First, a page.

“A wonderful day to spend among women in leadership” said Rashmi Karthik an attendee of Women #BreakingBarriers Bangalore. Breaking Barriers is now coming to Pune, Panjim, Kolkata, Coimbatore, Chennai. Register now to attend!
Bhavna Toor, the Founder of Shenomics, a success and leadership coaching platform for women, on helping women find the growth they seek at work.
Before starting Shenomics to work with women, Bhavna has been mentoring entrepreneurs for the last 4 years, most recently as an entrepreneur-in-residence at the GSF Global Accelerator and previously as the CEO and Director of the National Social Entrepreneurship Forum in India.
Prior to transitioning to impact entrepreneurship, Bhavna led a successful 8-year long corporate career in finance, most recently as a Vice President and Client Portfolio Manager at Lazard in New York, where she managed product and business development for various hedge fund strategies on its $7 Billion+ Alternative Investments platform.
Bhavna is a passionate leadership coach and motivational speaker and has spoken widely on topics related to leadership and women’s empowerment, including at TEDx.
Bhavna Toor is our lead speaker at our upcoming Breaking Barriers To Business Growth event and will be conducting a session on key internal hurdles that stop entrepreneurs from achieving their full potential. Come to network, share and learn if you are an entrepreneur, starting a business, or work as a consultant or freelancer.
Event registrations on now for Mumbai, Bangalore as well as virtual passes!
From managing large client portfolios at an asset management firm, to coaching entrepreneurs on leadership: tell us a little more about your journey! What really propelled you on this trajectory?
I grew up in a simple, middle-class family, watching my parents do whatever they could to help others. I remember for years we did not own a TV, not because we couldn’t afford it, but because my parents wanted to save every penny they earned to pay for the education of their siblings and extended family members. I think I knew from a very early age that my life has to be defined by service of some form. A career on Wall Street, while it was financially lucrative and challenged me in many ways, somehow didn’t align with that value.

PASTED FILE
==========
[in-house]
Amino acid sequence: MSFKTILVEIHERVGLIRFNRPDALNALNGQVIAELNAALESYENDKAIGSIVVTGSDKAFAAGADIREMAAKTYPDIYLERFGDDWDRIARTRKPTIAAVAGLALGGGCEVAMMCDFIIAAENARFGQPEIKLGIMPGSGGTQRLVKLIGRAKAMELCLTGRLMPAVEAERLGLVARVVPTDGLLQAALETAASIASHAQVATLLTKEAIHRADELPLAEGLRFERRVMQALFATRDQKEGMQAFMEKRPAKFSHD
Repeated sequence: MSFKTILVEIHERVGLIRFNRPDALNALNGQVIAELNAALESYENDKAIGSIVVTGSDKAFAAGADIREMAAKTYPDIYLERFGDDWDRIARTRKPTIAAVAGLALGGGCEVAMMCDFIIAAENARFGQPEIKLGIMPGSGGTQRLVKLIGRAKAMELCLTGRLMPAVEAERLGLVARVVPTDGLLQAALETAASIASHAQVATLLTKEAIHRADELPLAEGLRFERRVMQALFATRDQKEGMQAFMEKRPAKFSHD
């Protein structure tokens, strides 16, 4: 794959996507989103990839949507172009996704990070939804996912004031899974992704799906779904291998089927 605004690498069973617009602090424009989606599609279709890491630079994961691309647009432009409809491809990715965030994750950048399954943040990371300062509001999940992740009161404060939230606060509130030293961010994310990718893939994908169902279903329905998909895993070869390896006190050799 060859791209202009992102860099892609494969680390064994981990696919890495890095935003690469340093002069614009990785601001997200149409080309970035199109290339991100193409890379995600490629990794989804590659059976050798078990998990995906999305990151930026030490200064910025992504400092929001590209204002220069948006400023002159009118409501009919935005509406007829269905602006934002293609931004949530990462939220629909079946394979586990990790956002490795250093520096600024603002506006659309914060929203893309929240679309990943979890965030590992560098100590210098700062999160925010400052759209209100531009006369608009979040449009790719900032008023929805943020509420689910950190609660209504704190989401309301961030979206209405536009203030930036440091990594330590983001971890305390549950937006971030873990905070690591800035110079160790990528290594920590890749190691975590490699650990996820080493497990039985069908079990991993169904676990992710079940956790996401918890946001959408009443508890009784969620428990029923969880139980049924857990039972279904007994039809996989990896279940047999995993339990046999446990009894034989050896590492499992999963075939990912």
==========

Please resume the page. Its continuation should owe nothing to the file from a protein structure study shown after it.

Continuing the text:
I reached a point in my life where I found myself asking how I could build a career that created greater impact in the world in a way that was personally meaningful to me. While I grew up around the world, I’ve always been spiritually and culturally rooted in India; that is what prompted me to leave behind all the glamorous trappings of life in New York and move here, over 3 years ago.
For years, I mentored young social change makers around the country as part of the National Social Entrepreneurship Forum and other start-up accelerators, which was an easy place for me to start given my MBA in Social Impact. It was during that time that I realized that not enough women were participating, raising their hands or speaking up.
It just dawned on me that there are too many incredible women in India, who for a variety of internal and external factors, are holding themselves back from expressing their fullest potential, and that I had come far enough in my own journey of taking risks to follow my heart to be able to add real value to all the aspiring women around me and make their journeys just a little bit easier. That is what led to the birth of Shenomics, a platform to help women live and lead from within, and fulfill their highest potential.
What are some of the common challenges you see many first-time entrepreneurs facing?
In additional to the challenges that all entrepreneurs face, be it around growing a team, finding customers, securing funding etc. there are often additional challenges that women face.
Looking at external challenges, women entrepreneurs are often not taken too seriously. The assumption is that what they are doing is ‘just a hobby’ or a lifestyle business. Investors can also fail to understand women-centric businesses. For instance, I know of at least two female entrepreneurs who both had the toughest time getting funding for their lingerie businesses from traditional investors. Eventually, one of them secured funding from a female investor, and the other was able to prove her model through crowd funding.
Internally, women entrepreneurs can often be plagued by a lot more self-doubt and indecision as compared to their male counterparts, sometimes due to a lack of role models, mentors, or a support system to turn to, and other times because we place undue pressure on ourselves to be perfect and get everything right all the time.
Coming to Shenomics specifically – what approaches will you be using to mentor women owned businesses?
Our work at Shenomics is a combination of inner work and outer work. In my experience mentoring entrepreneurs for the last 5 years, I’ve realized one needs both.